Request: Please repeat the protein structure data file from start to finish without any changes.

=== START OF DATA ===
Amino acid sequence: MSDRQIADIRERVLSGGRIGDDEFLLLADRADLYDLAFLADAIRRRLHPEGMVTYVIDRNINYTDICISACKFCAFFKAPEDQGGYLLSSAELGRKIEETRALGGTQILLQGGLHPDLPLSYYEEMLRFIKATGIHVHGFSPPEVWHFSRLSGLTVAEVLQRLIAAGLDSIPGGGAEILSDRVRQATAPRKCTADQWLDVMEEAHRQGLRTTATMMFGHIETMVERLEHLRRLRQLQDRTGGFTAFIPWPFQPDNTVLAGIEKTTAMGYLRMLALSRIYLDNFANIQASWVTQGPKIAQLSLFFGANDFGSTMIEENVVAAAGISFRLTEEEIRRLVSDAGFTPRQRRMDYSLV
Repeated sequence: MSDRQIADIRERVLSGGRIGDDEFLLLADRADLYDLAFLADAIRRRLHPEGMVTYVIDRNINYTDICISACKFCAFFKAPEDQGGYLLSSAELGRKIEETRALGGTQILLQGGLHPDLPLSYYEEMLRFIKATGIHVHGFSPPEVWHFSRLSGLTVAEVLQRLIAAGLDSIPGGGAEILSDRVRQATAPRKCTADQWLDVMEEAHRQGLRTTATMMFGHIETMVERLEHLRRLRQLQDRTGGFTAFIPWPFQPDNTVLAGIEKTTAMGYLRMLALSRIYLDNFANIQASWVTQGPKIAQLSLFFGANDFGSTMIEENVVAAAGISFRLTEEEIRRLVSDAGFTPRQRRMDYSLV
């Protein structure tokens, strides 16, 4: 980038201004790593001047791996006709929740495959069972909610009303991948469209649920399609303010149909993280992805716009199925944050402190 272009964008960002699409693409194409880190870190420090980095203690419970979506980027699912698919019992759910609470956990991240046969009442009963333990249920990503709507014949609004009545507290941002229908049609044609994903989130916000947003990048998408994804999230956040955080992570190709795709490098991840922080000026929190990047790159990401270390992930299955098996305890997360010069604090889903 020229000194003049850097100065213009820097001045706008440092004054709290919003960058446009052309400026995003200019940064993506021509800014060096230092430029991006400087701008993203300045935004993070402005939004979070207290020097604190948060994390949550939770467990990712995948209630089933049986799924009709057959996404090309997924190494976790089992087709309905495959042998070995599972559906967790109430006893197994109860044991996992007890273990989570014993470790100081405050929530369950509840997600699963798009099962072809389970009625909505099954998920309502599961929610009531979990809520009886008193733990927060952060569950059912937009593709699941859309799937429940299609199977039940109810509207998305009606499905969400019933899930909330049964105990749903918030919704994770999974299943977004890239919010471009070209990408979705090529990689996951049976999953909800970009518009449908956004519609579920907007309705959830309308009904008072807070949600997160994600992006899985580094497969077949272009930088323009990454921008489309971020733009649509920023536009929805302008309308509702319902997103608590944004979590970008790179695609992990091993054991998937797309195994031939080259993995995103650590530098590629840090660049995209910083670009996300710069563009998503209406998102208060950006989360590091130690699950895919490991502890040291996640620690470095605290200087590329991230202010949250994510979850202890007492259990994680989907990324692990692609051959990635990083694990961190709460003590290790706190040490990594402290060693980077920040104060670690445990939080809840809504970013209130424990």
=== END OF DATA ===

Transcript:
Amino acid sequence: MSDRQIADIRERVLSGGRIGDDEFLLLADRADLYDLAFLADAIRRRLHPEGMVTYVIDRNINYTDICISACKFCAFFKAPEDQGGYLLSSAELGRKIEETRALGGTQILLQGGLHPDLPLSYYEEMLRFIKATGIHVHGFSPPEVWHFSRLSGLTVAEVLQRLIAAGLDSIPGGGAEILSDRVRQATAPRKCTADQWLDVMEEAHRQGLRTTATMMFGHIETMVERLEHLRRLRQLQDRTGGFTAFIPWPFQPDNTVLAGIEKTTAMGYLRMLALSRIYLDNFANIQASWVTQGPKIAQLSLFFGANDFGSTMIEENVVAAAGISFRLTEEEIRRLVSDAGFTPRQRRMDYSLV
Repeated sequence: MSDRQIADIRERVLSGGRIGDDEFLLLADRADLYDLAFLADAIRRRLHPEGMVTYVIDRNINYTDICISACKFCAFFKAPEDQGGYLLSSAELGRKIEETRALGGTQILLQGGLHPDLPLSYYEEMLRFIKATGIHVHGFSPPEVWHFSRLSGLTVAEVLQRLIAAGLDSIPGGGAEILSDRVRQATAPRKCTADQWLDVMEEAHRQGLRTTATMMFGHIETMVERLEHLRRLRQLQDRTGGFTAFIPWPFQPDNTVLAGIEKTTAMGYLRMLALSRIYLDNFANIQASWVTQGPKIAQLSLFFGANDFGSTMIEENVVAAAGISFRLTEEEIRRLVSDAGFTPRQRRMDYSLV
């Protein structure tokens, strides 16, 4: 980038201004790593001047791996006709929740495959069972909610009303991948469209649920399609303010149909993280992805716009199925944050402190 272009964008960002699409693409194409880190870190420090980095203690419970979506980027699912698919019992759910609470956990991240046969009442009963333990249920990503709507014949609004009545507290941002229908049609044609994903989130916000947003990048998408994804999230956040955080992570190709795709490098991840922080000026929190990047790159990401270390992930299955098996305890997360010069604090889903 020229000194003049850097100065213009820097001045706008440092004054709290919003960058446009052309400026995003200019940064993506021509800014060096230092430029991006400087701008993203300045935004993070402005939004979070207290020097604190948060994390949550939770467990990712995948209630089933049986799924009709057959996404090309997924190494976790089992087709309905495959042998070995599972559906967790109430006893197994109860044991996992007890273990989570014993470790100081405050929530369950509840997600699963798009099962072809389970009625909505099954998920309502599961929610009531979990809520009886008193733990927060952060569950059912937009593709699941859309799937429940299609199977039940109810509207998305009606499905969400019933899930909330049964105990749903918030919704994770999974299943977004890239919010471009070209990408979705090529990689996951049976999953909800970009518009449908956004519609579920907007309705959830309308009904008072807070949600997160994600992006899985580094497969077949272009930088323009990454921008489309971020733009649509920023536009929805302008309308509702319902997103608590944004979590970008790179695609992990091993054991998937797309195994031939080259993995995103650590530098590629840090660049995209910083670009996300710069563009998503209406998102208060950006989360590091130690699950895919490991502890040291996640620690470095605290200087590329991230202010949250994510979850202890007492259990994680989907990324692990692609051959990635990083694990961190709460003590290790706190040490990594402290060693980077920040104060670690445990939080809840809504970013209130424990």